Cool air required

The UPS union's demand for air conditioning will become more and more common

Warehouse workers are demanding similar protections against high temperatures

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People hold placards during a rally, one reads "Cool it, Ups! Or prepare for Teamster heat."
Teamsters heating it up at a rally.
Photo: Mike Blake (Reuters)

The union representing UPS workers ratified a landmark contract that includes one increasingly vital provision in the workplace: air conditioning. It’s a victory for more than just delivery workers. As federal regulations have lagged, and companies have dragged their feet on protecting employees from extreme heat, the UPS win has set a new standard for workplace safety, and provided a bright spot for workers in other industries fighting for the same rights.

UPS Teamsters announced in a press release yesterday (Aug. 22) that its members agreed by an overwhelming 86% vote to pass the next five-year national agreement with the delivery company. Among its several stipulations, including what the union calls the “most lucrative” wage increase in its bargaining history, was the agreement to install an AC unit in every delivery van—a promise UPS previously announced it had committed to in June following negotiations.


Beginning Jan. 1, 2024, UPS has promised to have AC installed in all new small package vehicles. Larger vehicles, sprinter vans, and package cars will have units installed after that date. Each vehicle will also have two fans, heat exhaust shields, and air induction vents retrofitted in the cargo area. A Teamsters spokesperson told Quartz that the deal also includes more access to water and ice machines.

“This is the template for how workers should be paid and protected nationwide, and nonunion companies like Amazon better pay attention,” Teamsters said in a statement.


In extreme heat, air conditioning in UPS vans can be a matter of life and death

Securing the commitments took years of campaigning. UPS had long stood by its policy of providing fans in trucks on request, and its training course “Cool Solutions,” which Vice reported gave tips like drinking more water when it was hot outside.

“Cool Solutions” didn’t solve the fact that workers were sitting in trucks that sometimes clocked temperatures of nearly 150°F (65.6°C). Over 140 UPS workers were hospitalized due to heat exposure from 2015 to 2022, according to records from the Occupational Safety and Health Administration (OSHA) obtained by the Washington Post. Many more reported symptoms of heat stroke on the job.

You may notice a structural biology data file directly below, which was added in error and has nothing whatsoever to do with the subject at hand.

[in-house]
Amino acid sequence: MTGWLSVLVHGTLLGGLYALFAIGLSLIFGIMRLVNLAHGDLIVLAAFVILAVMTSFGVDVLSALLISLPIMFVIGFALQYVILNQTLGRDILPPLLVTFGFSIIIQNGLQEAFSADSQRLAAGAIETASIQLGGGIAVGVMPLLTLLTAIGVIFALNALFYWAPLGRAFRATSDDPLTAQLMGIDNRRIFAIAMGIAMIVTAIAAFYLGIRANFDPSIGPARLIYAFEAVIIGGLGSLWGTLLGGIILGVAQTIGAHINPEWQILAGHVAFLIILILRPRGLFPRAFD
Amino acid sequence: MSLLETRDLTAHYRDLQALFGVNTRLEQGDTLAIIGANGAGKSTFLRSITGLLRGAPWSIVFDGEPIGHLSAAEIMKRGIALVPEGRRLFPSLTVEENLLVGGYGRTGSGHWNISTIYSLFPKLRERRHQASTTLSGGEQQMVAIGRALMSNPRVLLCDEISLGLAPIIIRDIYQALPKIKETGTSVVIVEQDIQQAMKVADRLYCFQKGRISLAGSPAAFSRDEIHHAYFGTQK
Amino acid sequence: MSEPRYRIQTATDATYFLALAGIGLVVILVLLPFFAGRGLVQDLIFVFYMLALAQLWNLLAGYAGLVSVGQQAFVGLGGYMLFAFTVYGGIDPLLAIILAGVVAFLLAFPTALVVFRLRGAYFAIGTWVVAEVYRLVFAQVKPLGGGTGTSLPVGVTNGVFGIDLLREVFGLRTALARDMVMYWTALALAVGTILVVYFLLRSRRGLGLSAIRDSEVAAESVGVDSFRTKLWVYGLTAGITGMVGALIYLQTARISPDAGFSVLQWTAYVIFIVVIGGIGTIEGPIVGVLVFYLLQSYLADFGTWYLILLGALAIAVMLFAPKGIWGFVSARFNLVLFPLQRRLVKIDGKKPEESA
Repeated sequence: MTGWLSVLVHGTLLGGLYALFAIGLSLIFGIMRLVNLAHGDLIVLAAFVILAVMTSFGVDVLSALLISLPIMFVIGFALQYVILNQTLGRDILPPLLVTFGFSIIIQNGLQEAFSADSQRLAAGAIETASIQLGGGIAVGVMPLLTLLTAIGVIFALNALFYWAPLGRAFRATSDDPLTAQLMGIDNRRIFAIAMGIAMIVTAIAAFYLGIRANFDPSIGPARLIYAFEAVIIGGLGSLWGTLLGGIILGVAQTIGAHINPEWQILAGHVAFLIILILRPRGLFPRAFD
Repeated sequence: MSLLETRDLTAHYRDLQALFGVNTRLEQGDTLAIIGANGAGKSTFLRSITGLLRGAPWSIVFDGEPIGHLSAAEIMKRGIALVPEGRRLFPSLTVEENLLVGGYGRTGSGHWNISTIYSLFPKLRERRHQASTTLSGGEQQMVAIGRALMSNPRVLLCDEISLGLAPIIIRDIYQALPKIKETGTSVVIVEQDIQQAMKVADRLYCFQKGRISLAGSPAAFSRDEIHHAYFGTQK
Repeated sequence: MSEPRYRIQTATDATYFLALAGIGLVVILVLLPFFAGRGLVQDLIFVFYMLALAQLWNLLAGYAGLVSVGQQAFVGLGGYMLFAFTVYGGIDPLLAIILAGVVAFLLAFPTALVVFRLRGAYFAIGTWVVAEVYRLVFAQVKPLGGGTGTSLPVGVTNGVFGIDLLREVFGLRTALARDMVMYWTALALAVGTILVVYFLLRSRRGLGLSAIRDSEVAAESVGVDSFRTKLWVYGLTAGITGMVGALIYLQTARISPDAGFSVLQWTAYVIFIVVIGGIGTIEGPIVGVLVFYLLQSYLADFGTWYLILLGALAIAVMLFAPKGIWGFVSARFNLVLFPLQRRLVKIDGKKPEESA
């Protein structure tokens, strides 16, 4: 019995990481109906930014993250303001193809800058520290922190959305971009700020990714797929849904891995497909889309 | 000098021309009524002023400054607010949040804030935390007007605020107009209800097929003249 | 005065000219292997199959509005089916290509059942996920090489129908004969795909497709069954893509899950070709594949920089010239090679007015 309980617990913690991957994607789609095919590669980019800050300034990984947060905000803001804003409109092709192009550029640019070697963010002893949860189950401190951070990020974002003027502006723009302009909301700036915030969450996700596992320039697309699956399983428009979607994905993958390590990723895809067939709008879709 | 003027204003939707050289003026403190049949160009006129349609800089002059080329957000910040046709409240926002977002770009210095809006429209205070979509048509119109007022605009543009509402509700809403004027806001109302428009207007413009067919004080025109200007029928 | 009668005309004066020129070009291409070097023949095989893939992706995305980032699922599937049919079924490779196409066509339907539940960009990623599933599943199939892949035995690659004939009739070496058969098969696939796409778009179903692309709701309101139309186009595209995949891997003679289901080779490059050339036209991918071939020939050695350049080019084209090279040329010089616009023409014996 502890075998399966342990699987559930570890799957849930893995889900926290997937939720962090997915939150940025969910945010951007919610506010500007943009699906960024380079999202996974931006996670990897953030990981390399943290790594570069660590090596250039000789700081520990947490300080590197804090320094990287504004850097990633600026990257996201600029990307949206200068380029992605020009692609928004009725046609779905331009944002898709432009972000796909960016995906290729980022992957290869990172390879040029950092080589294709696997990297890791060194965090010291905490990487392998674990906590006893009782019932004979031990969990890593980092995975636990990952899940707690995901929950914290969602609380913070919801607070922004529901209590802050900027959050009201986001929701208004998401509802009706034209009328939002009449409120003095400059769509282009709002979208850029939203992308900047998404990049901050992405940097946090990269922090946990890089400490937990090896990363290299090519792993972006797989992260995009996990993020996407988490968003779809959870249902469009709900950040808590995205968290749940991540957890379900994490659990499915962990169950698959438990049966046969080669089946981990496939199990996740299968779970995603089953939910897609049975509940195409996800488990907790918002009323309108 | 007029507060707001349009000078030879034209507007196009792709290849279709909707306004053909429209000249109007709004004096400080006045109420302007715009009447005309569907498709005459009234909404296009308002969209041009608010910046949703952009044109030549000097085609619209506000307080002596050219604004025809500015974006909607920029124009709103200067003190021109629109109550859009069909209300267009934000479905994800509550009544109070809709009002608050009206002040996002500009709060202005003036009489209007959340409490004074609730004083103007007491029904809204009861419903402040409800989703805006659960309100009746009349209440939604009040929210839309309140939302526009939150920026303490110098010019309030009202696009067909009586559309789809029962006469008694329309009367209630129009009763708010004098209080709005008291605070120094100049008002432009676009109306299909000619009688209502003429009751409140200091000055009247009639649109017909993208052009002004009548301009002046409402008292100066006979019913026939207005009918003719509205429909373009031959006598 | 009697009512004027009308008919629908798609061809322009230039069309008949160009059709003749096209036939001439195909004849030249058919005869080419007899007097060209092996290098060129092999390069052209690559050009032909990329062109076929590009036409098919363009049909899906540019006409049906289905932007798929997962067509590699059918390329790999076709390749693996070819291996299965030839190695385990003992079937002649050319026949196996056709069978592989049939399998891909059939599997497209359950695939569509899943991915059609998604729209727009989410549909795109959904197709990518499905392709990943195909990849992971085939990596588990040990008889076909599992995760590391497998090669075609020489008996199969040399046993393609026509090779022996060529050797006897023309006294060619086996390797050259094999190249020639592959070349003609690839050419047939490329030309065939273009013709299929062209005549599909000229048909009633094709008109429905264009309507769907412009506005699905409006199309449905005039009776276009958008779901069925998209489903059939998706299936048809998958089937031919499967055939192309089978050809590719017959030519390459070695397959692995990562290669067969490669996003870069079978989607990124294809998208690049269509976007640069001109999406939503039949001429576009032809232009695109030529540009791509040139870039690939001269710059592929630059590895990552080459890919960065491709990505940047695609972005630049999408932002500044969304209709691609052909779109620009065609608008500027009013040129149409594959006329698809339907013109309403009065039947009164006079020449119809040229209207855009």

The past two summers proved deadly amid record heat waves. José Cruz Rodriguez Jr., a 23-year-old UPS worker, died in 2021 due to what his family believes was heat exposure while working. Esteben Chavez, a 24-year-old, died while delivering packages on a hot day in Los Angeles last June.


Only after years of health reports, campaigning, and deadly tragedies did Teamsters arrive at its latest contract victory. It may indicate the tides are turning when it comes to industry standards for heat safety, but also shows pushing forward those changes will not be easy.

Warehouse workers are also demanding protections from extreme heat

Warehouse workers are also seeking more protections against extreme heat, an uphill battle in a business where prioritizing the safety of merchandise over people is often the norm. But similar to UPS workers, warehouse employees are compelled to take action as they face immediate health risks working in hot, indoor spaces.


One group leading the charge is Inland Empire Amazon Workers United (IEAWU). The workers group (it’s not formally a union), based at the Amazon KSBD air hub in San Bernardino, California, recently filed a complaint with OSHA in late July citing cases of heat illness. According to IEAWU, Amazon promised to build “shade structures’’ for months, but has not followed through. Its track record isn’t promising. The ecommerce giant upgraded an AC system in a New Jersey warehouse last August, but only after one worker died on the job.

Regulation at the federal level, which is still playing catch up, leaves workers with little protection. Democrats just introduced a heat-related injuries bill (pdf) on July 27. The White House issued its first-ever heat hazard alert the same day. OSHA guidelines remain non-binding, and the agency has yet to update its indoor temperature standards to reflect the realities of climate change. California introduced a bill to revise its standards in 2016, but OSHA only convened its first hearing on the proposal in May (pdf) this year.


Workers, without legal protections, have been at the forefront of the air conditioning push out of necessity—and will likely increase their calls for action. Juanita Constible, a senior climate and health advocate at the Natural Resources Defense Council, is optimistic that the UPS win is a sign of more to come.

“The new contract is a critical win for the UPS workers who are in harms’ way during heat season. It also puts employers on notice that extreme heat is a growing force in employee health, morale, and retention,” she said to Quartz via email. “It’s likely we’ll see a trend toward more and more air conditioning in indoor workplaces.”


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